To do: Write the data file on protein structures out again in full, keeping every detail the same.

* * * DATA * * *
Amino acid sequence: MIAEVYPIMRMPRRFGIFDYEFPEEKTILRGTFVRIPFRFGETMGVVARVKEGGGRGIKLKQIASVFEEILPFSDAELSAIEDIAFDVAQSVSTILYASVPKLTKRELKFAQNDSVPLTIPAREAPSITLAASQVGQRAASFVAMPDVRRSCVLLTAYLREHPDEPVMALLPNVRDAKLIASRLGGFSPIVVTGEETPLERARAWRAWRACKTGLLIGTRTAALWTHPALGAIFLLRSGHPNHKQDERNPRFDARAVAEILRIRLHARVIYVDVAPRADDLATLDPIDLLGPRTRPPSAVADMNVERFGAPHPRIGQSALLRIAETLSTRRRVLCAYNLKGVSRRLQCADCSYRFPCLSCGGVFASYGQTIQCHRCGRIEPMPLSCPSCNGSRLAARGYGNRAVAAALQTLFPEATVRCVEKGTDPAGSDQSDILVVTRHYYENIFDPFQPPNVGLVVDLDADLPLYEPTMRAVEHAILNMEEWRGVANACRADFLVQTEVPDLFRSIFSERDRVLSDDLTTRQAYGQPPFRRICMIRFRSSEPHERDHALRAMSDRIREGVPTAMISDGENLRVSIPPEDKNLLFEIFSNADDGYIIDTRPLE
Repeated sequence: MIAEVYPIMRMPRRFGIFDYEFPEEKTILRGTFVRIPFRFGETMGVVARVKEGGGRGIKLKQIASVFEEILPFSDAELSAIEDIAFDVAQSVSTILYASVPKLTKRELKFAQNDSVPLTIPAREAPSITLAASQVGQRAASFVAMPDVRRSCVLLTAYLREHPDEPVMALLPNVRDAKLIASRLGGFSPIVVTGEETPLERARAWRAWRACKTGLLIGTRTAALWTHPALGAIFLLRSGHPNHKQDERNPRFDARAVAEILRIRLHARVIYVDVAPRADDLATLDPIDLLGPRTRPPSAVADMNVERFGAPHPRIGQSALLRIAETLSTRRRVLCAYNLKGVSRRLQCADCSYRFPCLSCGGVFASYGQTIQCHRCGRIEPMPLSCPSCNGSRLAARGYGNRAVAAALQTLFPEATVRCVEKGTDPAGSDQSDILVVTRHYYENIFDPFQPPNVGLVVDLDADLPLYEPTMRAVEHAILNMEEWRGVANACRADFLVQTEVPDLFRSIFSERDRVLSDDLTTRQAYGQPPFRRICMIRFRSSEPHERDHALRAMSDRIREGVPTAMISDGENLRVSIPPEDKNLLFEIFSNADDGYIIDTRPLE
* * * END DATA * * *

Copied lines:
Amino acid sequence: MIAEVYPIMRMPRRFGIFDYEFPEEKTILRGTFVRIPFRFGETMGVVARVKEGGGRGIKLKQIASVFEEILPFSDAELSAIEDIAFDVAQSVSTILYASVPKLTKRELKFAQNDSVPLTIPAREAPSITLAASQVGQRAASFVAMPDVRRSCVLLTAYLREHPDEPVMALLPNVRDAKLIASRLGGFSPIVVTGEETPLERARAWRAWRACKTGLLIGTRTAALWTHPALGAIFLLRSGHPNHKQDERNPRFDARAVAEILRIRLHARVIYVDVAPRADDLATLDPIDLLGPRTRPPSAVADMNVERFGAPHPRIGQSALLRIAETLSTRRRVLCAYNLKGVSRRLQCADCSYRFPCLSCGGVFASYGQTIQCHRCGRIEPMPLSCPSCNGSRLAARGYGNRAVAAALQTLFPEATVRCVEKGTDPAGSDQSDILVVTRHYYENIFDPFQPPNVGLVVDLDADLPLYEPTMRAVEHAILNMEEWRGVANACRADFLVQTEVPDLFRSIFSERDRVLSDDLTTRQAYGQPPFRRICMIRFRSSEPHERDHALRAMSDRIREGVPTAMISDGENLRVSIPPEDKNLLFEIFSNADDGYIIDTRPLE
Repeated sequence: MIAEVYPIMRMPRRFGIFDYEFPEEKTILRGTFVRIPFRFGETMGVVARVKEGGGRGIKLKQIASVFEEILPFSDAELSAIEDIAFDVAQSVSTILYASVPKLTKRELKFAQNDSVPLTIPAREAPSITLAASQVGQRAASFVAMPDVRRSCVLLTAYLREHPDEPVMALLPNVRDAKLIASRLGGFSPIVVTGEETPLERARAWRAWRACKTGLLIGTRTAALWTHPALGAIFLLRSGHPNHKQDERNPRFDARAVAEILRIRLHARVIYVDVAPRADDLATLDPIDLLGPRTRPPSAVADMNVERFGAPHPRIGQSALLRIAETLSTRRRVLCAYNLKGVSRRLQCADCSYRFPCLSCGGVFASYGQTIQCHRCGRIEPMPLSCPSCNGSRLAARGYGNRAVAAALQTLFPEATVRCVEKGTDPAGSDQSDILVVTRHYYENIFDPFQPPNVGLVVDLDADLPLYEPTMRAVEHAILNMEEWRGVANACRADFLVQTEVPDLFRSIFSERDRVLSDDLTTRQAYGQPPFRRICMIRFRSSEPHERDHALRAMSDRIREGVPTAMISDGENLRVSIPPEDKNLLFEIFSNADDGYIIDTRPLE